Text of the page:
The last name was the most difficult and yet the easiest: Jesus. Jesus, Bethlehem’s gift to the world, the woodworker who supposedly was God joining our humanity, who might not be dead, according to the religious rumors. Tony knew why Jesus was on the list. The name bridged to the strongest memories he had of his mother. She loved this carpenter and anything and everything to do with him. Sure, his dad loved Jesus, too, but not like his mom. The last gift she had ever given him lay inside his safe, in the foundation of the building that housed his secret place, and it was the single most precious thing he possessed.

  Not two days before his parents were so forcefully stolen from his life, she had inexplicably come to his bedroom. The memory was etched into his soul. He was eleven years old, working on homework, and there she stood, leaning against the door, a slip of a woman in a floral apron, flour highlighting one cheek where she had brushed away hair that escaped the tie holding her tresses up and away from activity. It was because of the flour that he knew she had been crying, the trail of tears running a jagged course down her face.

  “Mom, are you okay? What’s wrong?” he had asked, getting up from his books.

  “Oh,” she exclaimed, wiping her face with the backs of her closed hands, “nothing at all. You know me, I sometimes start thinking about things, things that I am so grateful for, like you and your brother, and I just get all emotional.” She paused. “I don’t know why, my dearest, but I was thinking about how big you’re getting, a teenager in a couple years; then you will be driving and off to college and then you’ll get married, and as I thought about all this, do you know what I felt?” She paused. “I felt joy. I felt like my heart was about to burst out of my chest. Tony, I am so thankful to God for you. So I decided to make you your favorite dessert, Marion-berry Cobbler, and some caramel rolls. B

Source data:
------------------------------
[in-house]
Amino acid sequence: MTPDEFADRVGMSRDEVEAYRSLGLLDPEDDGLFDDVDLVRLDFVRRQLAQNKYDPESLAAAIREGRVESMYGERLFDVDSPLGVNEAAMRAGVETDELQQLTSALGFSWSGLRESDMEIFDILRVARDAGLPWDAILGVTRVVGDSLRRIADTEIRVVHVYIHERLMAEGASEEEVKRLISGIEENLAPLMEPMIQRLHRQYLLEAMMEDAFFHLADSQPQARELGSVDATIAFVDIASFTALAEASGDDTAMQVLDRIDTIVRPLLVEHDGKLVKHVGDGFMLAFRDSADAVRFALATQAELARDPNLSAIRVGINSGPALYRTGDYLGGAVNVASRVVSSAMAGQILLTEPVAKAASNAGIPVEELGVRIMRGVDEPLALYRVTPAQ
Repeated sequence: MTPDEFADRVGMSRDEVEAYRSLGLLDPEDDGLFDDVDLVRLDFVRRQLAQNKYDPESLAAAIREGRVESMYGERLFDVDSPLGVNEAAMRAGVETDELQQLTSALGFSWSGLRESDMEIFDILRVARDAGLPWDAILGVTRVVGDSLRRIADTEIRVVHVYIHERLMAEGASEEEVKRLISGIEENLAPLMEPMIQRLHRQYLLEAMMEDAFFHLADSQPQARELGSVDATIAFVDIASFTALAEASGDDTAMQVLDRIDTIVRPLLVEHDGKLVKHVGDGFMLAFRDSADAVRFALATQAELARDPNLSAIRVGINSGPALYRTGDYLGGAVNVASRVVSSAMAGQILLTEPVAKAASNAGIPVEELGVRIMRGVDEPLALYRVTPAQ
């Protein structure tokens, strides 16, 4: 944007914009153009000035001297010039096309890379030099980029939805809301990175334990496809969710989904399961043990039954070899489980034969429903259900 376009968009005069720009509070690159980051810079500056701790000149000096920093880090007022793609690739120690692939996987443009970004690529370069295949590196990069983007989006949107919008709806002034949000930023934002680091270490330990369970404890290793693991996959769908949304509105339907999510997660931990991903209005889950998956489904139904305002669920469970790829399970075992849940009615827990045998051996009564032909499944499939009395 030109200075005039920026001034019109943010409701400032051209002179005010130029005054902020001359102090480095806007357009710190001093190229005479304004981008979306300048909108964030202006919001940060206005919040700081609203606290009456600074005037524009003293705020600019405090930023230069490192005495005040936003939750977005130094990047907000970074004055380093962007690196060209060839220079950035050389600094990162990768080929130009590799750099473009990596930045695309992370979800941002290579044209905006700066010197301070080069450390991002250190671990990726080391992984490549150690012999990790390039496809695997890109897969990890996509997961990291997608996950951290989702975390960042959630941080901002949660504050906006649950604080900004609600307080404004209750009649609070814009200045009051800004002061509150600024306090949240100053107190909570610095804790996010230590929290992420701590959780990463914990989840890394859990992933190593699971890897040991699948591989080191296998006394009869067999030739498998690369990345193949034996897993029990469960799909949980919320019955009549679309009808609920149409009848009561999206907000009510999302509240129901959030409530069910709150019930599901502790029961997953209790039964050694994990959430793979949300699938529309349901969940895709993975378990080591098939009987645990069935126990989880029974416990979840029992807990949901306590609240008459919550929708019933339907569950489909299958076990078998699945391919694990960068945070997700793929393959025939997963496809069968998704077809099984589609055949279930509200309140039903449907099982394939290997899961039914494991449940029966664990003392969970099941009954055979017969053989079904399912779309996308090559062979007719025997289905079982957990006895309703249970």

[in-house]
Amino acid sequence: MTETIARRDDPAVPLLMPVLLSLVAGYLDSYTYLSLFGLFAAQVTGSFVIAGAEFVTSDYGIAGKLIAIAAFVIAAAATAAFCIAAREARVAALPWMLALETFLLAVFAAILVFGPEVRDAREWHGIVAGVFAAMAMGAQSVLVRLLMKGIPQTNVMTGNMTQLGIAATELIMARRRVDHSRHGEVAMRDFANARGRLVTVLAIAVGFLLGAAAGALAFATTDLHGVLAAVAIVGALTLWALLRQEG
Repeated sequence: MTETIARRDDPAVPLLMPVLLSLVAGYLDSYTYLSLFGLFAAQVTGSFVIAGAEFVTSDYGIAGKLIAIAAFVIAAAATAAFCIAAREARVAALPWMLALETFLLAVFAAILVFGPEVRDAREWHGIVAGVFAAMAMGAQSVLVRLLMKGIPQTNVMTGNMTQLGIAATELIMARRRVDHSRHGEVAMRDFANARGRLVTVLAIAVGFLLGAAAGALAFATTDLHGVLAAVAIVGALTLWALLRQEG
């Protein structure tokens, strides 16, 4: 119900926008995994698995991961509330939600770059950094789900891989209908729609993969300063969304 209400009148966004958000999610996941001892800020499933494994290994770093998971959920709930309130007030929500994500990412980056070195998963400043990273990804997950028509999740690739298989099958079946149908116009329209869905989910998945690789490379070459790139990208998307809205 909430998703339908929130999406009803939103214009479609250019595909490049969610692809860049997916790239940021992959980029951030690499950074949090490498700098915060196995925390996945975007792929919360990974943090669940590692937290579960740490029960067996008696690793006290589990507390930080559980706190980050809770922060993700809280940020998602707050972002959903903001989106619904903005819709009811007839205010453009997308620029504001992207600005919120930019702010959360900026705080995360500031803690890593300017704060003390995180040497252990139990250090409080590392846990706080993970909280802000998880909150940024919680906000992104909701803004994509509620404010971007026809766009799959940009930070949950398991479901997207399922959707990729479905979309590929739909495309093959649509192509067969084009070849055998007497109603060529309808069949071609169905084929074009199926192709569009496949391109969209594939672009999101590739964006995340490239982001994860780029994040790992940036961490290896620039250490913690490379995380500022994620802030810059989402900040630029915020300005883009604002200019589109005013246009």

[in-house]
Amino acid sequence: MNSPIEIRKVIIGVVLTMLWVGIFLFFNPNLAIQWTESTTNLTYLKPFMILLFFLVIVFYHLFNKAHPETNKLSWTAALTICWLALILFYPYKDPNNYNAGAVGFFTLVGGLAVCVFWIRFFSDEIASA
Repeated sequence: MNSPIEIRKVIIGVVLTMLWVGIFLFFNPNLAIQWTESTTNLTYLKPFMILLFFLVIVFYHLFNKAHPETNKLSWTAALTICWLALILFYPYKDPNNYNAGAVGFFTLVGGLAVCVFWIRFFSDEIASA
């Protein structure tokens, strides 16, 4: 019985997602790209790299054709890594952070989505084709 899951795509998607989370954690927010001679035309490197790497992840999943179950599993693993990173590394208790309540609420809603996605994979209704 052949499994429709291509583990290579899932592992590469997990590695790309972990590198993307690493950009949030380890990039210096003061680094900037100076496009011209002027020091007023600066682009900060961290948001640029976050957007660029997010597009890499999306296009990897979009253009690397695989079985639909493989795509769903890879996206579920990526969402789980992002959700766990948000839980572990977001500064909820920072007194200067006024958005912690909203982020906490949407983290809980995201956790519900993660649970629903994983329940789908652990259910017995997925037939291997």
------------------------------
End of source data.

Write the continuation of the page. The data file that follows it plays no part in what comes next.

ut as I was standing there, looking out the window at everything we have been given, all the gifts, and especially about you and Jake, I suddenly wanted to give you something, something that’s especially precious to me.”

  It was then that Tony noticed her clenched fist; she was holding something. Whatever it was fit in the small grasp of this woman already shorter than he. She held out her hand and slowly opened it. Curled up on her palm was a flour-anointed necklace with a gold cross at the end, fragile and feminine.

  “Here.” She held it out. “I want you to have this. Your grandmother gave it to me, and her mother to her. I thought I would one day give it to a daughter, but I don’t think that’s going to happen and I don’t know why, but as I was thinking and praying for you, today seemed to be the right day to give it to you.”

  Tony had not known what else to do so he opened his hand, allowing his mother to drop the finely woven thread onto his palm, adorned with the small delicate gold cross.

  “Someday, I want you to give this to the woman you love, and I want you to tell her where it came from.” The tears were now rolling down her face.

  “But Mom, you can give it to her.”